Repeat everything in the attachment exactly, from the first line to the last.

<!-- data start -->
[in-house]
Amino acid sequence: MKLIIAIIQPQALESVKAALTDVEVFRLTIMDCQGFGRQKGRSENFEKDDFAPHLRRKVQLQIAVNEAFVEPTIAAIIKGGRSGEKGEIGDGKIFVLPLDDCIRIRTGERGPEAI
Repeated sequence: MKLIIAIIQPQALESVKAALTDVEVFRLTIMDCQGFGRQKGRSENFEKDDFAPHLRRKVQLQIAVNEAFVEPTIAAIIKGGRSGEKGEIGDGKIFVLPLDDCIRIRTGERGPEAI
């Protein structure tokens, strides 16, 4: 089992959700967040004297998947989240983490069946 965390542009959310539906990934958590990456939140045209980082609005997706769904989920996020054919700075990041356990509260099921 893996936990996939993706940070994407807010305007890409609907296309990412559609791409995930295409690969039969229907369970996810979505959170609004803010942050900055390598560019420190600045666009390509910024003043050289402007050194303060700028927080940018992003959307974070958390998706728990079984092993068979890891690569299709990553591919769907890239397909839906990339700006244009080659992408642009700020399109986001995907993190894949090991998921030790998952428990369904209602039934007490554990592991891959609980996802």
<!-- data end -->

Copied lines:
[in-house]
Amino acid sequence: MKLIIAIIQPQALESVKAALTDVEVFRLTIMDCQGFGRQKGRSENFEKDDFAPHLRRKVQLQIAVNEAFVEPTIAAIIKGGRSGEKGEIGDGKIFVLPLDDCIRIRTGERGPEAI
Repeated sequence: MKLIIAIIQPQALESVKAALTDVEVFRLTIMDCQGFGRQKGRSENFEKDDFAPHLRRKVQLQIAVNEAFVEPTIAAIIKGGRSGEKGEIGDGKIFVLPLDDCIRIRTGERGPEAI
């Protein structure tokens, strides 16, 4: 089992959700967040004297998947989240983490069946 965390542009959310539906990934958590990456939140045209980082609005997706769904989920996020054919700075990041356990509260099921 893996936990996939993706940070994407807010305007890409609907296309990412559609791409995930295409690969039969229907369970996810979505959170609004803010942050900055390598560019420190600045666009390509910024003043050289402007050194303060700028927080940018992003959307974070958390998706728990079984092993068979890891690569299709990553591919769907890239397909839906990339700006244009080659992408642009700020399109986001995907993190894949090991998921030790998952428990369904209602039934007490554990592991891959609980996802």